Two residents of Virginia, Richard Loving, a white man, and Mildred Loving, an African-American woman, married in Washington D.C., and then returned to Virginia where they were arrested, indicted, and plead guilty to violating the state's Racial Integrity Act of 1924, which invalidated and criminalized marriages between a "white" person and a "colored" person and made it a felony for mixed-race couples to marry in another jurisdiction for purposes of evading the law. A Virginia criminal court judge sentenced the Lovings to one year in prison, but suspended the sentence on the condition that they leave the state and not return there together. The Lovings filed a motion to vacate their sentence with the Virginia Caroline County Circuit Court on the grounds that Virginia's law violated the equal protection clause of the 14th Amendment. The trial court denied their motion. A year later, the Virginia Caroline County Circuit Court denied the Lovings’ motion. In reaching its decision, the circuit court averred:
[a]lmighty God created the races white, black, yellow, malay and red, and he placed them on separate continents. And but for the interference with his arrangement there would be no cause for such marriages. The fact that he separated the races shows that he did not intend for the races to mix. The Lovings appealed to Virginia's Supreme Court of Appeals. The Supreme Court of Appeals of Virginia in Loving v. Commonwealth (206 Va. 924, 147 S. E. 2d 78 (1966)) affirmed the circuit court's decision, holding that the state's antimiscegenation law served the legitimate state purpose of preserving the “racial integrity” of its citizenry and, because it punished both participants in an interracial marriage equally, it did not violate the equal protection clause. The Virginia Supreme Court of Appeals’ contention was consistent with Virginia’s history of racism. As early as 1630, a white colonist was publicly whipped for “defiling his body in laying with a Negro.” According to Brent Staples in “What if the Court in the Loving Case Had Declared Race a False Idea?”: Colonial-era court records are filled with crimes related to interracial sex and fierce debates about the legal status of children born of interracial unions. The race mixing reached a peak in the mid-19th century, when it became inescapably clear that plantation owners were holding their own children, siblings and cousins in chains. The Lovings appealed the Virginia Supreme Court of Appeals’ decision to the U.S. Supreme Court. The U.S. Supreme Court unanimously reversed the decision by the Supreme Court of Appeals of Virginia. The Court’s decision invalidated laws in sixteen states: Texas, Oklahoma, Louisiana, Arkansas, Missouri, Alabama, Mississippi, Georgia, Florida, South Carolina, North Carolina, Kentucky, Tennessee, West Virginia, Delaware, and Virginia. The Court’s decision rendered anti-miscegenation laws in these sixteen states unenforceable; however, notwithstanding the Supreme Court’s prohibition against anti-miscegenation laws, several states did not repeal their anti-miscegenation laws and, indeed, continued enforce them for years after the Loving decision. In 2000, 33 years after the Court’s decision, Alabama became the final state to alter its constitution to formally outlaw anti-miscegenation laws.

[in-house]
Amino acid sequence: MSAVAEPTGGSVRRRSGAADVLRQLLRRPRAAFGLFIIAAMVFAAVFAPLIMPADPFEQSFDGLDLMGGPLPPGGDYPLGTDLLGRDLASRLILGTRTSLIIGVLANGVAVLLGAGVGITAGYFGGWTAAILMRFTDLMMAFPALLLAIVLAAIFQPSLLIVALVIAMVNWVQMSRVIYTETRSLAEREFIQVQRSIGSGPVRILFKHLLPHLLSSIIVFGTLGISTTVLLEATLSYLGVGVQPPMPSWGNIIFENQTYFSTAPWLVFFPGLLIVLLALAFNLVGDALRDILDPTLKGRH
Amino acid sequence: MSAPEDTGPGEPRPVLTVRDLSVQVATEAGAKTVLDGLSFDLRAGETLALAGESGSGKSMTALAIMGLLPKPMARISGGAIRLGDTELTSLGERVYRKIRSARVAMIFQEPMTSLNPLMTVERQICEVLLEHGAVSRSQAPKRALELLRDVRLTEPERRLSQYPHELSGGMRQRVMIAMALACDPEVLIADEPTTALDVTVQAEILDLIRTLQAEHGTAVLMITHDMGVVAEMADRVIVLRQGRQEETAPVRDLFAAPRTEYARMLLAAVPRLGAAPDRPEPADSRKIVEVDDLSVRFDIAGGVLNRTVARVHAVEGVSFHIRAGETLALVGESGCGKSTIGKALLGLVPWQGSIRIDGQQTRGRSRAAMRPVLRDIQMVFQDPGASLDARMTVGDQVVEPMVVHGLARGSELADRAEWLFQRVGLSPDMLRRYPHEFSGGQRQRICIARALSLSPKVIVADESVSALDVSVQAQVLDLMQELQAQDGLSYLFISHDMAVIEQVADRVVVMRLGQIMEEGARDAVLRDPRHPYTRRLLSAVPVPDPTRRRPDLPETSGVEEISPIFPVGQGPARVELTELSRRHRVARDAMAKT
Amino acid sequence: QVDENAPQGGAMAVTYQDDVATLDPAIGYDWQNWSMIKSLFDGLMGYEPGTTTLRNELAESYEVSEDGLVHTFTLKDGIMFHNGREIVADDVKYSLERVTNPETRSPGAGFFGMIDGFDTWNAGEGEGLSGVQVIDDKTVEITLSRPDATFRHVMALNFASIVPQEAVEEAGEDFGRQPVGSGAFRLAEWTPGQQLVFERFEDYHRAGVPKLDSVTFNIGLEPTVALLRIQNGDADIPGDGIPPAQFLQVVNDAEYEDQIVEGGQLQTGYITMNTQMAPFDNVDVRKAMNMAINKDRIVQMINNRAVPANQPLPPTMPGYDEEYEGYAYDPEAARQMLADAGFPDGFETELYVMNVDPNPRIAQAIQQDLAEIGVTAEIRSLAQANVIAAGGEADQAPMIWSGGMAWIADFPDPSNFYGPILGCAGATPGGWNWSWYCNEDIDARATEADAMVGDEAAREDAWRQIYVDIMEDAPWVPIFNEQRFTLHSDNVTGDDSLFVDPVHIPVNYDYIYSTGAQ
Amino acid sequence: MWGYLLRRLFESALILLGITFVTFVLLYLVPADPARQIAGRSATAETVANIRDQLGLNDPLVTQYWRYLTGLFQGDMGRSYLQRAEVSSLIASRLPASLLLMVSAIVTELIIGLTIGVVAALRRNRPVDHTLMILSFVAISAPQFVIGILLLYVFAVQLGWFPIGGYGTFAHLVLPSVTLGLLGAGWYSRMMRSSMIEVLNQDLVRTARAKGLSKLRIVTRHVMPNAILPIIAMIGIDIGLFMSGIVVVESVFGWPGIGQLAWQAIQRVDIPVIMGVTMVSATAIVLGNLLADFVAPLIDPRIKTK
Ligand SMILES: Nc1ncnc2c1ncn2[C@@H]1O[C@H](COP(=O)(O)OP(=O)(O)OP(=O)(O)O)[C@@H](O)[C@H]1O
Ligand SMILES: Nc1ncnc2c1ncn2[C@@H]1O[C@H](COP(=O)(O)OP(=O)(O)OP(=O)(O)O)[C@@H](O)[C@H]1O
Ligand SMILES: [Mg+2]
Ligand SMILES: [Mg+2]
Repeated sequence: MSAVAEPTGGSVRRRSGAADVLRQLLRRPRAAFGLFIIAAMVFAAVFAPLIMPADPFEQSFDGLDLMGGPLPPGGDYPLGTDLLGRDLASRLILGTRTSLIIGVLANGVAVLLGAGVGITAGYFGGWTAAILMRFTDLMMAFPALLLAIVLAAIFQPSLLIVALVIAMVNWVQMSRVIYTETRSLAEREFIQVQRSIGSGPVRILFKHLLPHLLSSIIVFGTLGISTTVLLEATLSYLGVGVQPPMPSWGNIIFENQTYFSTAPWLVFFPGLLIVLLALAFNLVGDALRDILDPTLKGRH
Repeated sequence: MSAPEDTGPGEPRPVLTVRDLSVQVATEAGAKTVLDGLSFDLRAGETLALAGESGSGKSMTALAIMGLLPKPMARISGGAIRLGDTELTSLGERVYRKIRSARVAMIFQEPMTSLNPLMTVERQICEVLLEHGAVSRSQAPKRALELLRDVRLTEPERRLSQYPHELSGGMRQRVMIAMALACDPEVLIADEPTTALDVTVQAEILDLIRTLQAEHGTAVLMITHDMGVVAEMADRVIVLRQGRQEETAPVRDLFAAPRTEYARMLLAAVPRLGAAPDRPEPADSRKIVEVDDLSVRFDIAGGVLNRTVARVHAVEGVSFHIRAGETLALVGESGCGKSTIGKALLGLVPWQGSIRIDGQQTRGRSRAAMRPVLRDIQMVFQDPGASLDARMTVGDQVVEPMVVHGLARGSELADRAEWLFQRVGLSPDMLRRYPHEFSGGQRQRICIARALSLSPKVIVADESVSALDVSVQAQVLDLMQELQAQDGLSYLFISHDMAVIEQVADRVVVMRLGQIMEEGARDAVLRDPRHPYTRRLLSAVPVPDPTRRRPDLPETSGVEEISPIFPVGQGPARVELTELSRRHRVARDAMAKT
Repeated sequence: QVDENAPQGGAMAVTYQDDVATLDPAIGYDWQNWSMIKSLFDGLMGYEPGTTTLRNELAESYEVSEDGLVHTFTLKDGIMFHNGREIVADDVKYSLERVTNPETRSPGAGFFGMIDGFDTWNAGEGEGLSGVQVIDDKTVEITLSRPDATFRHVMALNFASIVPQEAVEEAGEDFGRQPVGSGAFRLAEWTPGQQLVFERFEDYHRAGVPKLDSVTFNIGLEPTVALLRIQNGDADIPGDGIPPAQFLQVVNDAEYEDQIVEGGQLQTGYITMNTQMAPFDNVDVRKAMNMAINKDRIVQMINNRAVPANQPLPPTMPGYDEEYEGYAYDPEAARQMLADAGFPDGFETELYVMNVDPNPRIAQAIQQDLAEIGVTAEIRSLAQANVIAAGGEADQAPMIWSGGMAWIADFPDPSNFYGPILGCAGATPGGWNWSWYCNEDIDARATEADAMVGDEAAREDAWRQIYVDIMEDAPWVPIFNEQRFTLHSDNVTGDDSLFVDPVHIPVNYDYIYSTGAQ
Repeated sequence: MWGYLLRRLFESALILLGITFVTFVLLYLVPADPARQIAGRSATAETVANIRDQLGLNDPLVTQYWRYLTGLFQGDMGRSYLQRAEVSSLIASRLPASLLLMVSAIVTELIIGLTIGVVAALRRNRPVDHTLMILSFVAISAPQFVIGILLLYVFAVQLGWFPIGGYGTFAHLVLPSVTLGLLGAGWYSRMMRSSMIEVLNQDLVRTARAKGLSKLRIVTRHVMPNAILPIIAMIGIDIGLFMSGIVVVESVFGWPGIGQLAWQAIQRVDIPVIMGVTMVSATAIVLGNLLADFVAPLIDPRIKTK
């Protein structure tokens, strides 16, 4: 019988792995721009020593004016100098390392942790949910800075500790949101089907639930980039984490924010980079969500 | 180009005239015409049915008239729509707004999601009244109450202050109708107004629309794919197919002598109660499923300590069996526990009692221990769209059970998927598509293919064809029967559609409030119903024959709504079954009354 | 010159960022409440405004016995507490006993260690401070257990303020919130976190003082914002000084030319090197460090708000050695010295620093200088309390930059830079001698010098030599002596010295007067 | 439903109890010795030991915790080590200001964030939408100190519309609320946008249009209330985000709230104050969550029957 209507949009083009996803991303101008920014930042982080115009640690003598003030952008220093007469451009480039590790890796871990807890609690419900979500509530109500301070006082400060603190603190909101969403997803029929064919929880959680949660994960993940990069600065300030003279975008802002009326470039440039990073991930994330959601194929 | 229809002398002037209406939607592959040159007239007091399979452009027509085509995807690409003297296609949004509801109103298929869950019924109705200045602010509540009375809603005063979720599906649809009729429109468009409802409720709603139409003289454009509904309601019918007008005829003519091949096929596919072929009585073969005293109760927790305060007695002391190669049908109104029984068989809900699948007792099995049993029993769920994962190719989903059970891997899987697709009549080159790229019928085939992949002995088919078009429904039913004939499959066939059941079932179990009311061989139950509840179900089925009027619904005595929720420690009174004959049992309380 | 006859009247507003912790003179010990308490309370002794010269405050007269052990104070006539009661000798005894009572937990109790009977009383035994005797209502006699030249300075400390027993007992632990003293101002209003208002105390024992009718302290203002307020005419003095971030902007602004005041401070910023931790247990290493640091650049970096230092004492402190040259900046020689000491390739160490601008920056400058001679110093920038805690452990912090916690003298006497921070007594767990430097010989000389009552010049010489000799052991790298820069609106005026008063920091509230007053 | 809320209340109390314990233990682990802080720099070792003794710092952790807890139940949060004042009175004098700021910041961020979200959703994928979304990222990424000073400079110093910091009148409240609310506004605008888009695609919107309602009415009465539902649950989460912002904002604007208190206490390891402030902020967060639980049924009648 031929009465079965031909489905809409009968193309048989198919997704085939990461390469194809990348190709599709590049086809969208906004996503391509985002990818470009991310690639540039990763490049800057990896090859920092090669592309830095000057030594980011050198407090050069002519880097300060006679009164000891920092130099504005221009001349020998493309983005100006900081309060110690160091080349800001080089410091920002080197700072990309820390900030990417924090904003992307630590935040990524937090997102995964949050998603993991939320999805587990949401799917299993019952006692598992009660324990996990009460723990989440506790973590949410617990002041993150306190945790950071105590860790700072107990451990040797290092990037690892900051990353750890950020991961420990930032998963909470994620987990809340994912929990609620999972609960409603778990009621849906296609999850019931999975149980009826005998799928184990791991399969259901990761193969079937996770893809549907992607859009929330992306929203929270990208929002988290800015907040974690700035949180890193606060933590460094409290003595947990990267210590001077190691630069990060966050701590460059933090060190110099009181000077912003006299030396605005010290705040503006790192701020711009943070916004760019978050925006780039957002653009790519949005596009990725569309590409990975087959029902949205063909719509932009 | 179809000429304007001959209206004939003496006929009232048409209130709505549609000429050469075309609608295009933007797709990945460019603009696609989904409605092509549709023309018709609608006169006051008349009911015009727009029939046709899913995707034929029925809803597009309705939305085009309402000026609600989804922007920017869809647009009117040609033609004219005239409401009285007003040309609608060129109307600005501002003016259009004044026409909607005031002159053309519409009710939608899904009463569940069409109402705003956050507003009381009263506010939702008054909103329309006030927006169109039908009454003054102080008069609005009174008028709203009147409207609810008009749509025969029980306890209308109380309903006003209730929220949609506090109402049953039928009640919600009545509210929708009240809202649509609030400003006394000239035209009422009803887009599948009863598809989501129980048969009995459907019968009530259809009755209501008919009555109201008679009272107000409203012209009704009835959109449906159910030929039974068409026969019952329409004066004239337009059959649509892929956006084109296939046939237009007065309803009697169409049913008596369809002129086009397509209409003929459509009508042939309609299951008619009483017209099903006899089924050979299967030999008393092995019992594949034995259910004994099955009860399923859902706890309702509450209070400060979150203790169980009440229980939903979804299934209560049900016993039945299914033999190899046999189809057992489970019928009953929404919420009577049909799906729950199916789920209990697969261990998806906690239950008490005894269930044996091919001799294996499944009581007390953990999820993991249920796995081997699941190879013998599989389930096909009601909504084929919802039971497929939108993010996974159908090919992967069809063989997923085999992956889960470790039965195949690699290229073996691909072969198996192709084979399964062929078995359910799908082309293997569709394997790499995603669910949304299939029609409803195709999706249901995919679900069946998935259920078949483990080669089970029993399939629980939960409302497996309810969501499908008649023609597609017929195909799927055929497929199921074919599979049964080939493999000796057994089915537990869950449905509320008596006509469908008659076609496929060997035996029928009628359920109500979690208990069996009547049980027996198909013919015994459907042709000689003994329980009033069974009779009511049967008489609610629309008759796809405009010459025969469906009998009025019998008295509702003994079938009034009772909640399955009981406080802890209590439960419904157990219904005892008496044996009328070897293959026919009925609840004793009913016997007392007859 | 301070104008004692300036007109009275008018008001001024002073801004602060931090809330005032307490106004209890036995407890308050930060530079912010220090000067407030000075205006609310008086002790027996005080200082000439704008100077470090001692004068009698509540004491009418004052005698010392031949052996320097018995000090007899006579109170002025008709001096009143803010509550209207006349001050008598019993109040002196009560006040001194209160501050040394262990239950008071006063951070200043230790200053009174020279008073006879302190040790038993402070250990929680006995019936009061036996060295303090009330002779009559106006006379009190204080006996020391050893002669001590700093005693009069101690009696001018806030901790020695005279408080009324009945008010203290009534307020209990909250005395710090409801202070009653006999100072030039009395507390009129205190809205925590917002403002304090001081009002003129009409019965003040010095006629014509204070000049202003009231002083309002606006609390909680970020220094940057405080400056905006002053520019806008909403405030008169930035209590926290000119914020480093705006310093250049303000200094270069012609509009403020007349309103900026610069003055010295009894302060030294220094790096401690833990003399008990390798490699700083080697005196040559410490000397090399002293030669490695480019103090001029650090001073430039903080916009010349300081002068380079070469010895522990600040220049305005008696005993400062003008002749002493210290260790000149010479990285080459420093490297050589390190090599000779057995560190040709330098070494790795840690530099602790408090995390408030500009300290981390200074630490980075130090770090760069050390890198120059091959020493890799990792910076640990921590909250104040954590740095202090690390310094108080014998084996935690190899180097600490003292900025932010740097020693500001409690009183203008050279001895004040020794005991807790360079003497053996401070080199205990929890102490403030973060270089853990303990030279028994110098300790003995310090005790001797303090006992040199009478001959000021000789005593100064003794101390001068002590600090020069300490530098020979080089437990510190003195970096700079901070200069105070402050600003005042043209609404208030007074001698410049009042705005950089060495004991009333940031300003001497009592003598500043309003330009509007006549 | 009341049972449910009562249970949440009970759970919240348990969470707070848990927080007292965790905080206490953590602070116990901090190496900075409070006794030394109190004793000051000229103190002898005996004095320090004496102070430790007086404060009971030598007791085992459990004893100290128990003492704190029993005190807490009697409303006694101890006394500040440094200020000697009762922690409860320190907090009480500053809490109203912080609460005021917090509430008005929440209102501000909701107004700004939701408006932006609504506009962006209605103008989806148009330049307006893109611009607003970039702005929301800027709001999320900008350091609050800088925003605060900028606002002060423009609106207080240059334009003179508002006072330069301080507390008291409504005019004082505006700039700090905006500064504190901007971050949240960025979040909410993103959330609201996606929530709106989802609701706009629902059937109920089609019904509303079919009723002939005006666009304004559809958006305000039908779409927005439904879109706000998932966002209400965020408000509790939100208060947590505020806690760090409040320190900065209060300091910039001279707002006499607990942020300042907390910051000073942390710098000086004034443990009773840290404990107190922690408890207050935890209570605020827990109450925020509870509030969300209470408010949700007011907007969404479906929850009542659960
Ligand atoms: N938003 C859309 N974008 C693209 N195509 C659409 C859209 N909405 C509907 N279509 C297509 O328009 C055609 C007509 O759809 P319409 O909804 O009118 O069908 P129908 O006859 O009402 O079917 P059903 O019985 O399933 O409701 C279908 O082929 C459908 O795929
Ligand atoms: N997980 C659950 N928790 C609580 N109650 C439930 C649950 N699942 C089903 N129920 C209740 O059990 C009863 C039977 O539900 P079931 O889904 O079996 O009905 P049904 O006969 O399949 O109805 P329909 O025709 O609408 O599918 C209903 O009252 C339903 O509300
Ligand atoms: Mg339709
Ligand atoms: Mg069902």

The 1967 decision in Loving v. Virginia overturned anti-miscegenation laws in sixteen yellow states on the map above.